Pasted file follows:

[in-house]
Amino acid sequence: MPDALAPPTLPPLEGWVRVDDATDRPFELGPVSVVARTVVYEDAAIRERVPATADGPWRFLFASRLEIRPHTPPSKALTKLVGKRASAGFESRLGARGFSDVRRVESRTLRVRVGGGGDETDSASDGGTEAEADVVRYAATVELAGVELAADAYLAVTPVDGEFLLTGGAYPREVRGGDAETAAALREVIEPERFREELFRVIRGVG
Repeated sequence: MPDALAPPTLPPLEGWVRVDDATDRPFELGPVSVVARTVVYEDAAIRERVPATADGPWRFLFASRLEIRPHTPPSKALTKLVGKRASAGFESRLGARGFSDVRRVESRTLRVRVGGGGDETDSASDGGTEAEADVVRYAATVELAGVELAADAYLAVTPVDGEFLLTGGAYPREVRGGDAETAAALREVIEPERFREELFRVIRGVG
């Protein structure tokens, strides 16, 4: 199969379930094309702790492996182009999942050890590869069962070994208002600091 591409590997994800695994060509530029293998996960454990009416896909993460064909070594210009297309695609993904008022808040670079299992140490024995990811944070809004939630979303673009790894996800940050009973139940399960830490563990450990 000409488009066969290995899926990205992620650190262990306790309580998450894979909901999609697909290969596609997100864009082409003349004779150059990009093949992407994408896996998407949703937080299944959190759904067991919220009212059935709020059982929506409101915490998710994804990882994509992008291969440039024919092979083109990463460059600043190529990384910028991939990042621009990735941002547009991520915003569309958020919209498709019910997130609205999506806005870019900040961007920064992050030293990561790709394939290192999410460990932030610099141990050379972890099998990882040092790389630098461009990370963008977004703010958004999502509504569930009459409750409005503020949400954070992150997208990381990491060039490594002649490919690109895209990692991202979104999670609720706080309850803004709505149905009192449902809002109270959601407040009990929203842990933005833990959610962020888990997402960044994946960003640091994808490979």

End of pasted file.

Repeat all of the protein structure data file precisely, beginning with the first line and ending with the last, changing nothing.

[in-house]
Amino acid sequence: MPDALAPPTLPPLEGWVRVDDATDRPFELGPVSVVARTVVYEDAAIRERVPATADGPWRFLFASRLEIRPHTPPSKALTKLVGKRASAGFESRLGARGFSDVRRVESRTLRVRVGGGGDETDSASDGGTEAEADVVRYAATVELAGVELAADAYLAVTPVDGEFLLTGGAYPREVRGGDAETAAALREVIEPERFREELFRVIRGVG
Repeated sequence: MPDALAPPTLPPLEGWVRVDDATDRPFELGPVSVVARTVVYEDAAIRERVPATADGPWRFLFASRLEIRPHTPPSKALTKLVGKRASAGFESRLGARGFSDVRRVESRTLRVRVGGGGDETDSASDGGTEAEADVVRYAATVELAGVELAADAYLAVTPVDGEFLLTGGAYPREVRGGDAETAAALREVIEPERFREELFRVIRGVG
């Protein structure tokens, strides 16, 4: 199969379930094309702790492996182009999942050890590869069962070994208002600091 591409590997994800695994060509530029293998996960454990009416896909993460064909070594210009297309695609993904008022808040670079299992140490024995990811944070809004939630979303673009790894996800940050009973139940399960830490563990450990 000409488009066969290995899926990205992620650190262990306790309580998450894979909901999609697909290969596609997100864009082409003349004779150059990009093949992407994408896996998407949703937080299944959190759904067991919220009212059935709020059982929506409101915490998710994804990882994509992008291969440039024919092979083109990463460059600043190529990384910028991939990042621009990735941002547009991520915003569309958020919209498709019910997130609205999506806005870019900040961007920064992050030293990561790709394939290192999410460990932030610099141990050379972890099998990882040092790389630098461009990370963008977004703010958004999502509504569930009459409750409005503020949400954070992150997208990381990491060039490594002649490919690109895209990692991202979104999670609720706080309850803004709505149905009192449902809002109270959601407040009990929203842990933005833990959610962020888990997402960044994946960003640091994808490979």